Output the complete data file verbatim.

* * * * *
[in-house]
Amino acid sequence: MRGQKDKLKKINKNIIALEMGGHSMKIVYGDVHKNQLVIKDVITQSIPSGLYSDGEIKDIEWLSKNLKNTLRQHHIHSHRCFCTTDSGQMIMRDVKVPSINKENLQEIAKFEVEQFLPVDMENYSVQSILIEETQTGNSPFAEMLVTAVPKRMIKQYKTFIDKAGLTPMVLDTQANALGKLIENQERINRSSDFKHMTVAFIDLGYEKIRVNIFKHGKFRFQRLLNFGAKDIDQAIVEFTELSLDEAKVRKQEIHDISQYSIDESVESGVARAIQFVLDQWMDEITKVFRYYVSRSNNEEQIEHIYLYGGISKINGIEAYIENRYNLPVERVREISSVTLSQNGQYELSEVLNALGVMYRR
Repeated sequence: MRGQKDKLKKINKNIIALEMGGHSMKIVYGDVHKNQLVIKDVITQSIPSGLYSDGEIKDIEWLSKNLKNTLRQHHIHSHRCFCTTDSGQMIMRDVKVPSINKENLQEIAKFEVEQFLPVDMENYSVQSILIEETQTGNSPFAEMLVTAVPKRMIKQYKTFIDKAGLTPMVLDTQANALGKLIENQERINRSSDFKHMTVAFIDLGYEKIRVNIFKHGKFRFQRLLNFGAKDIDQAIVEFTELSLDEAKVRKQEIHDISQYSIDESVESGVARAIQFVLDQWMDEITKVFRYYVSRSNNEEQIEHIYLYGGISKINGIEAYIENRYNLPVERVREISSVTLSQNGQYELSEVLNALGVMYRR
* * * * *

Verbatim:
[in-house]
Amino acid sequence: MRGQKDKLKKINKNIIALEMGGHSMKIVYGDVHKNQLVIKDVITQSIPSGLYSDGEIKDIEWLSKNLKNTLRQHHIHSHRCFCTTDSGQMIMRDVKVPSINKENLQEIAKFEVEQFLPVDMENYSVQSILIEETQTGNSPFAEMLVTAVPKRMIKQYKTFIDKAGLTPMVLDTQANALGKLIENQERINRSSDFKHMTVAFIDLGYEKIRVNIFKHGKFRFQRLLNFGAKDIDQAIVEFTELSLDEAKVRKQEIHDISQYSIDESVESGVARAIQFVLDQWMDEITKVFRYYVSRSNNEEQIEHIYLYGGISKINGIEAYIENRYNLPVERVREISSVTLSQNGQYELSEVLNALGVMYRR
Repeated sequence: MRGQKDKLKKINKNIIALEMGGHSMKIVYGDVHKNQLVIKDVITQSIPSGLYSDGEIKDIEWLSKNLKNTLRQHHIHSHRCFCTTDSGQMIMRDVKVPSINKENLQEIAKFEVEQFLPVDMENYSVQSILIEETQTGNSPFAEMLVTAVPKRMIKQYKTFIDKAGLTPMVLDTQANALGKLIENQERINRSSDFKHMTVAFIDLGYEKIRVNIFKHGKFRFQRLLNFGAKDIDQAIVEFTELSLDEAKVRKQEIHDISQYSIDESVESGVARAIQFVLDQWMDEITKVFRYYVSRSNNEEQIEHIYLYGGISKINGIEAYIENRYNLPVERVREISSVTLSQNGQYELSEVLNALGVMYRR